Around the same time when Barry Gibb was co-writing and recording demos for Barbra Streisand as a guideline to her, (the songs are, in Streisand's version) released on Guilty) as drugs impeding his previous ability to write and even fully sing the tracks on his own record, Andy was only able to forge his performance with nearly intrusive support from Barry as he began writing songs for Andy to sing and to include on his next album.
The album was recorded in May, continuing in October and finishing in November 1979 at the Criteria Studios. "Desire" was originally a Bee Gees song that was recorded in 1978 on the sessions of Spirits Having Flown with Barry on lead vocals but was later dropped on the album. Andy's version was recorded on 30 May 1979. Related songs that was not released from the sessions, "Warm", "Back to the Wind"(both written by Andy) and "For You" (written by Barry) Andy and Olivia Newton-John had previously performed "Rest Your Love on Me" on a UNICEF show in January that year, and later she agreed to record it in the studio as part of the album track on this album. His rendition of "Warm Ride" by the Bee Gees which was an outtake from Saturday Night Fever sessions was also included on this LP. Years later, co-producer Albhy Galuten said of it, "I don't know how that got on there". While the title track and "Wherever You Are" features Andy and Barry singing together. And the ballad "Dreamin' On" closes the album.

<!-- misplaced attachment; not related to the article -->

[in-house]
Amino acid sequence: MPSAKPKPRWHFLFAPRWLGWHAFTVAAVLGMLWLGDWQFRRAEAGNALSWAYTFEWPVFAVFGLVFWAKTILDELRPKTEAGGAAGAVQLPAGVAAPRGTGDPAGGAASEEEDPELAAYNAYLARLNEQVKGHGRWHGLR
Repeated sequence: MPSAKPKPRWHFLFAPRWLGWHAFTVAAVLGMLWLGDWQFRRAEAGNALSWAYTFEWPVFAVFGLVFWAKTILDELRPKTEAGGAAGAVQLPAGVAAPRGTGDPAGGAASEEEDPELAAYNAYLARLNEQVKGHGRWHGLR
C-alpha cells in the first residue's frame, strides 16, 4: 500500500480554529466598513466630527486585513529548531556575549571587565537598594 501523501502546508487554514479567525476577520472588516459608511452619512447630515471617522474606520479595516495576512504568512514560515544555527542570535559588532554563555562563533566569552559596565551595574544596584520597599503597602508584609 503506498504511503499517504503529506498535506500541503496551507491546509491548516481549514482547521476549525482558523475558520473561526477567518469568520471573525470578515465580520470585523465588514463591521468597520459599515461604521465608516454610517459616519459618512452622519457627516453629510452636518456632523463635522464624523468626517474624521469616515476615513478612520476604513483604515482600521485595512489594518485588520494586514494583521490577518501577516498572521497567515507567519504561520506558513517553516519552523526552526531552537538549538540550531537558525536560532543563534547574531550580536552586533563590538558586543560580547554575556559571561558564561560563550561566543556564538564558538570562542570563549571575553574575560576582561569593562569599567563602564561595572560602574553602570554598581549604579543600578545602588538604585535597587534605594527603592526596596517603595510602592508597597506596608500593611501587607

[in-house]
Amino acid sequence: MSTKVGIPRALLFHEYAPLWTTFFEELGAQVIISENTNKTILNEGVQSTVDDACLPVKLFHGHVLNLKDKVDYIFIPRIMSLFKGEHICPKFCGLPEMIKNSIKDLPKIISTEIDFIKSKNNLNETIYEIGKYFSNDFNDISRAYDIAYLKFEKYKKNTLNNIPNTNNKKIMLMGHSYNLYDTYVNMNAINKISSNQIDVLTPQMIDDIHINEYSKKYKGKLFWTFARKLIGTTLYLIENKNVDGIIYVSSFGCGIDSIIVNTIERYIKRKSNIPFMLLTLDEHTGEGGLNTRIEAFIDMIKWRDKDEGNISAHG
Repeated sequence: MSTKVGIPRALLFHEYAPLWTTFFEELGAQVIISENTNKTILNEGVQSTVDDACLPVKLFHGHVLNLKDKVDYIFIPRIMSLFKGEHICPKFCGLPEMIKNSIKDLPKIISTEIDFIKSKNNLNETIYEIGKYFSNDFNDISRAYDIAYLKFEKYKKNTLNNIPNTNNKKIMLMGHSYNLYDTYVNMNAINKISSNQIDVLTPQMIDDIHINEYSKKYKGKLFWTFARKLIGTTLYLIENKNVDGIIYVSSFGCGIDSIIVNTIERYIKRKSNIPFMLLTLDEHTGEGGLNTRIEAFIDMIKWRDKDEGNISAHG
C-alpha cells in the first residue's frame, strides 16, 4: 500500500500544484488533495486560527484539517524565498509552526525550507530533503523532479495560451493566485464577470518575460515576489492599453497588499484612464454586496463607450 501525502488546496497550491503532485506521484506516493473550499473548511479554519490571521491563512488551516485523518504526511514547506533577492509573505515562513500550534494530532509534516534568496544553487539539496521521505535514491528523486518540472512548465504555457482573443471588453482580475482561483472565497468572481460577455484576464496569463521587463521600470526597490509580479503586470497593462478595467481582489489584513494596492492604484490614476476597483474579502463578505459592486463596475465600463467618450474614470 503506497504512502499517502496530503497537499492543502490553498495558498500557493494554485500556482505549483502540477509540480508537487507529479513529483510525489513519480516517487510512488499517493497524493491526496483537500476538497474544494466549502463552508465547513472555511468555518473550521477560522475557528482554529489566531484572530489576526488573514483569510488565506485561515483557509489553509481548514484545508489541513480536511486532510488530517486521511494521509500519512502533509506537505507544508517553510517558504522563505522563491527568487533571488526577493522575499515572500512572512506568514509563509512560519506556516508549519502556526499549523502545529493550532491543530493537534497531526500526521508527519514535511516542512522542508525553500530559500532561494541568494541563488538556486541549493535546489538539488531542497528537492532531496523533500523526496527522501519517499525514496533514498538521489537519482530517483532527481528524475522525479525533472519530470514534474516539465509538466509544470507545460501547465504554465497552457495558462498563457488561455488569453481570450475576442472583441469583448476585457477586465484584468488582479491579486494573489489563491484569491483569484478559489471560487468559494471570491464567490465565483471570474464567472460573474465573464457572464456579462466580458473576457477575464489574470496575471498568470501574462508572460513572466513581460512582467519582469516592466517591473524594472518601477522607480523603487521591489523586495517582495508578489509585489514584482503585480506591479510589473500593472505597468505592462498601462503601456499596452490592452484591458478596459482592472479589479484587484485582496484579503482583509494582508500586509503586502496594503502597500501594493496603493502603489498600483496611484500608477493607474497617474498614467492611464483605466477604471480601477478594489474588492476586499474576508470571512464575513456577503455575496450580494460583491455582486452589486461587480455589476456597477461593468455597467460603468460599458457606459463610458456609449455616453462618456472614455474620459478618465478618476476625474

Aside from producing this album, arranging the orchestra on some songs, played synthesizer on the album, Galuten also co-wrote "Can't Help Falling in Love" with Barry. The album also features guitar work from famous session musician Hugh McCracken as well as The Brecker Brothers, Randy and Michael.
In March 1980 the last of Gibb's Top Ten singles charted just ahead of the album's release, "Desire". A second single, "I Can't Help It", a duet with family friend Olivia Newton-John, reached the Top Twenty. Unlike the Bee Gees version of "Warm Ride", Andy's version was recorded in slower tempo and was not sung in falsetto.
The album's poor performance, coupled with Gibb's mounting drug problems, would lead to RSO Records dropping Gibb from its roster. On VH1's Behind the Music, label founder Robert Stigwood said that he was heartbroken at having to make the decision to drop Gibb, but that his behaviour gave him very little choice.